Eva Scrivo on the Importance of Good Service in a Bad Economy


evaoctnew3I recently held a stylist meeting, as I do quarterly, to discuss a range of topics from inspirations to business building. The meeting started as usual, with my husband/business partner, Arik, and me sharing what's going on within the salon, upcoming press and new projects that we as a team can work on in the future. As the meeting went on, through the questions and comments from stylists, we noticed that their focus had shifted from growth to sustaining the clientele they already have. Some even admitted to no longer recommending products to their clients or trying to pre-book appointments because they did not want to seem pushy or “disrespectful of the current economic climate.†Ironically, most of these stylists have actually experienced nice growth in their business over the past year, so this sentiment was not even grounded in their own reality.

Stylists who were once so excited by what this industry has to offer, and continue to be successful despite the recession, have become full of fear and anxiety. They try to cope by pulling back. Imagine going into a beautiful restaurant and the waiter never offers you a glass of wine, dessert or coffee? You receive your entrée and never see the waiter again. You would probably say, “Can you believe this place? The food is good, but the service is terrible."

The same is true when it comes to the salon experience. Suggesting the right homecare only protects your client’s investment, and statistics show that clients who purchase products recommended by their stylist have a much greater chance of returning. It’s because you have won their trust in you as an individual and an expert. They have not only invested in their hair, but also in you!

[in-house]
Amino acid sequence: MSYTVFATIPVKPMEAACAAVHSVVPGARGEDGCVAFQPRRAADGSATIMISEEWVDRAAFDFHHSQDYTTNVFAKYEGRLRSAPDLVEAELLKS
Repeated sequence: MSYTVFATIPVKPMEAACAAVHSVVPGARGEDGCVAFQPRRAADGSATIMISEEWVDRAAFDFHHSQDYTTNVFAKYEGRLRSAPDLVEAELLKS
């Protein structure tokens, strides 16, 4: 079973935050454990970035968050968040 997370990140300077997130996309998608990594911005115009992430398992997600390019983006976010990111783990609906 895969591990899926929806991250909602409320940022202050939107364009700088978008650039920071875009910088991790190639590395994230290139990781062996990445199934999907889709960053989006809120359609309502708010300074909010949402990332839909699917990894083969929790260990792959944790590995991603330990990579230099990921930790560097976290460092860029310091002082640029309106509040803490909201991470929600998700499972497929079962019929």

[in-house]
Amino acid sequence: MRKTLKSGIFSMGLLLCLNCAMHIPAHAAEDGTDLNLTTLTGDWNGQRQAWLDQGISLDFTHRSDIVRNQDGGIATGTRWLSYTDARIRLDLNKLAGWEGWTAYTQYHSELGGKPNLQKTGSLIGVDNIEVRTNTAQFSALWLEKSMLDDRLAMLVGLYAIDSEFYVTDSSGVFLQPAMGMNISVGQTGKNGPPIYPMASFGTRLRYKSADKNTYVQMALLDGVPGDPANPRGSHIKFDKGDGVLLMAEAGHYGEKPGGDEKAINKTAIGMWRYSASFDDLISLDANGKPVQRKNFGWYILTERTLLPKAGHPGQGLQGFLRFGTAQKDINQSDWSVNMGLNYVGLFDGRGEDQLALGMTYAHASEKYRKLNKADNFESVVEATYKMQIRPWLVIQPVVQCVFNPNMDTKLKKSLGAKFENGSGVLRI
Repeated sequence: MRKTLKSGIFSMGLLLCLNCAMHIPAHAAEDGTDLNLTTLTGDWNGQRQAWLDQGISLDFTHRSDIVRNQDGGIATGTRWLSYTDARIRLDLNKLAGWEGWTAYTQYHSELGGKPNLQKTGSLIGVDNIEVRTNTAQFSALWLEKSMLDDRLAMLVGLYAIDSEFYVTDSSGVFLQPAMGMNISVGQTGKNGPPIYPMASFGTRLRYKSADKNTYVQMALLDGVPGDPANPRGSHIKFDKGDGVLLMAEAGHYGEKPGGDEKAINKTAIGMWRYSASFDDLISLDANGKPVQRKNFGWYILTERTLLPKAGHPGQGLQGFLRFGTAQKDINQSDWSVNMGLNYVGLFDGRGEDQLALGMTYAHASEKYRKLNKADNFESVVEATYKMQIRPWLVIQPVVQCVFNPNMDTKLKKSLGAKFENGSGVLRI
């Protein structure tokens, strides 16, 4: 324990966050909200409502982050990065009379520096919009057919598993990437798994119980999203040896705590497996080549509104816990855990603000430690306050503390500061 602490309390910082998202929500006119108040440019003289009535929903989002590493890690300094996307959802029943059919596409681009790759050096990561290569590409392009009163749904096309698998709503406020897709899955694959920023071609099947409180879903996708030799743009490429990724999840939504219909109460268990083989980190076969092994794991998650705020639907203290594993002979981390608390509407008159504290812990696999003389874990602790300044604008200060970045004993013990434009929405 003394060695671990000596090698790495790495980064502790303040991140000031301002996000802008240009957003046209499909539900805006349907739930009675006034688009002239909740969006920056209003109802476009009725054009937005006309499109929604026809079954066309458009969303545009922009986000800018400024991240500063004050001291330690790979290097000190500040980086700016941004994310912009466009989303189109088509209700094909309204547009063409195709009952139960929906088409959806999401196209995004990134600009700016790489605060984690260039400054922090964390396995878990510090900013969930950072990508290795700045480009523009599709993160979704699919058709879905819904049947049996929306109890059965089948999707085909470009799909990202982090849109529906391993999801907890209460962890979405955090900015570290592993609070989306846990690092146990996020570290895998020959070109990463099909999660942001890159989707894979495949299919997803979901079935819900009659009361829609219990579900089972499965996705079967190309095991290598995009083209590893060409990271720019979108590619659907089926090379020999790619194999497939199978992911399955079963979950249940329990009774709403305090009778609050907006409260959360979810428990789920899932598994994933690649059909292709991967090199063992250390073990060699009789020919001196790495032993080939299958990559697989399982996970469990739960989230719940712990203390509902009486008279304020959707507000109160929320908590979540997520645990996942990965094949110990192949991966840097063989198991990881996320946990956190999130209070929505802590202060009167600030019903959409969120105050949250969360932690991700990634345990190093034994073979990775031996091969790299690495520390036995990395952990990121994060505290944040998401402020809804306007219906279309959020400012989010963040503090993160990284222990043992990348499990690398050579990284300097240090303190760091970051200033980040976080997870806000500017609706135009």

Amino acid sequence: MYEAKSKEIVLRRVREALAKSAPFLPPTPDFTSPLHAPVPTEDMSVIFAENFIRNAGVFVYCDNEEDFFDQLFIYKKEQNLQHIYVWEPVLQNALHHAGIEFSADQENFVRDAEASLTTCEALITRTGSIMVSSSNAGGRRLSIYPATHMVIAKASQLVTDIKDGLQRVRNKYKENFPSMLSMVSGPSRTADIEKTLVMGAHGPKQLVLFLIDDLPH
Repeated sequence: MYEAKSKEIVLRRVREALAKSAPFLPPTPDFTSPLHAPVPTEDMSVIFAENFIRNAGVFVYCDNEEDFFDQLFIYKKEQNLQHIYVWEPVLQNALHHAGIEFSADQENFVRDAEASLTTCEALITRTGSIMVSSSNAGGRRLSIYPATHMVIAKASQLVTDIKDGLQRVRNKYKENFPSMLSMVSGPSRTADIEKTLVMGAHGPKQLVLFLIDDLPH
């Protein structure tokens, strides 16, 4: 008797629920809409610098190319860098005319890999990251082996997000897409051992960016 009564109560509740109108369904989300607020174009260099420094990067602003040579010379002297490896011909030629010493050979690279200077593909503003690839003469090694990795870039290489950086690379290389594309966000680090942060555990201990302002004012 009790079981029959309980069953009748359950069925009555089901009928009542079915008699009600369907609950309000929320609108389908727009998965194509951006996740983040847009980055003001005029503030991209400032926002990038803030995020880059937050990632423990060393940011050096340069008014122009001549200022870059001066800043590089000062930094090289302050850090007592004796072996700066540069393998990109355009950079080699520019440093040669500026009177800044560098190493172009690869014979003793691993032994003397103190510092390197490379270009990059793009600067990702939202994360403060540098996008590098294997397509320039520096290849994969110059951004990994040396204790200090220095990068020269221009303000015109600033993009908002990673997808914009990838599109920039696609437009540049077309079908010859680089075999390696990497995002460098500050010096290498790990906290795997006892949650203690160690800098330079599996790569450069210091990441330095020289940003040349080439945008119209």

It’s never just about the cut or the color, but the entire experience. The service, the work and the level of comfort she felt while at your salon all determine if she will return. Remember that educating your clients on the right choices in hair care and getting her on a proper salon service and home care regiment only protects her investment. This is the kind of thinking you need to have in this economy!

When it comes to spending wisely, a product that does not work for you has no value whatsoever – perhaps even a negative value. Therefore, buying inferior shampoo, conditioner, or a styling product, just because it’s cheaper, is the biggest waste of money and the most irresponsible thing to let your clients do.

So never forget who you are or why you chose this great industry. I initially became a hairdresser because I love art, and hair is a true art form. I also love transformations, both on the inside and out. You have power to change not only your clients’ appearance and sense of self, but also yourself and your business at any time you choose. But most importantly, I became a hairdresser because it allows me to connect with people in a very different way. Not a day goes by that I am not touched by someone or something to remind me that what we do has immense value and holds its weight in gold. Remember this no matter what goes on in the world around you

Eva Scrivo is a highly acclaimed hair and makeup artist, host of Beauty Talk on Sirius Satellite Radio, television personality, and entrepreneur who owns two eponymous NYC salons. Through her experience, insight, range of expertise, and penchant for teaching, she has come to be regarded as one of the country’s premier beauty experts. Equally strong in hair cutting, coloring and makeup, Eva also has a thorough knowledge of skin care, nutrition, wellness and fashion. She has recently become the spokesperson for Wella Professionals and is presently working on her first beauty book to be published by Atria Books, a division of Simon & Schuster. To view additional tips from Eva visit: www.evasbeautyblog.com